If your insurance company or Medicaid or your finances allow you access to talk therapy as well as medication, be sure you see someone who works with cognitive techniques. Freudian, Jungian, insight-oriented therapies have not been found to help depressed people. Cognitive techniques work by helping people to reframe their thoughts and take actions to directly fight the condition. Learning about your childhood may be interesting, but for most people, it doesn't relieve depression. Cognitive therapy isn't fancy or complicated and isn't usually required for long periods of time. In fact, some of the slogans in AA like "One Day at A Time" and "Make a gratitude list," actually refer to cognitive techniques which help fight depression as well as alcoholism.
If you cannot afford cognitive therapy and want to learn some more of these techniques, there are several self-help books available on the topic. One of the best is "Mind Over Mood: A Cognitive Therapy Treatment Manual for Clients" by Dennis Greenberger and Christine Padesky Guilford Press, 1995. It is designed for use with a therapist, but can also be used without support.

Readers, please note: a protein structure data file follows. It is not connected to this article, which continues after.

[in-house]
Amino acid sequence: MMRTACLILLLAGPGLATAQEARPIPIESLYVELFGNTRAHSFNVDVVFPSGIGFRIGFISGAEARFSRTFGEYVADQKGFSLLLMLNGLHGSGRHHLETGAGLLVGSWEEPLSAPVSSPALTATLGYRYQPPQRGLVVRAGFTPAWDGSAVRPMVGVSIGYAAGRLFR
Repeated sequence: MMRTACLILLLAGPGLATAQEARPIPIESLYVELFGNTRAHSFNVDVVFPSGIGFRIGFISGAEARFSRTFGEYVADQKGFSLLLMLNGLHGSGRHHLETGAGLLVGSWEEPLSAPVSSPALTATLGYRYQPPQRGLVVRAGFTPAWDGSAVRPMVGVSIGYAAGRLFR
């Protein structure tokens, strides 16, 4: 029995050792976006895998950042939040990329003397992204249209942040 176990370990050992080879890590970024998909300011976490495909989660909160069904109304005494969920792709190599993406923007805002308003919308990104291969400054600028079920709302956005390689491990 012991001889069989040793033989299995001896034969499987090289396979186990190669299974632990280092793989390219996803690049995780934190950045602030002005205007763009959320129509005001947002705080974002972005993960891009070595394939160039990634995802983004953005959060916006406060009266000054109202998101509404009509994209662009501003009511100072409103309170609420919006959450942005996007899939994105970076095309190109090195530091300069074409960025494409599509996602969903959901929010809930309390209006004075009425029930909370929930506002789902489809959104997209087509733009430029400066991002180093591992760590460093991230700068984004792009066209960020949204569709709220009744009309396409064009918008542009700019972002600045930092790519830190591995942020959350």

Women are more than twice as likely to become depressed as men. It's not clear yet whether this is due to women's hormonal cycle or to the fact that women have typically had less freedom than men. Scientists are just beginning to work out the relationships between sex hormones and the brain chemicals involved in depression. In fact, for post-partum depression, where women usually don't wish to take drugs because they want to nurse, some gynecologists have found that treatment with female hormones can help.
If you are depressed, don't give up hope. There is a lot of help out there and you won't feel this bad forever. The sooner you take action, the sooner your recovery can start.
Copyright ©1999 by People With AIDS Working for Health, Inc. Non-commercial reproduction is strongly encouraged.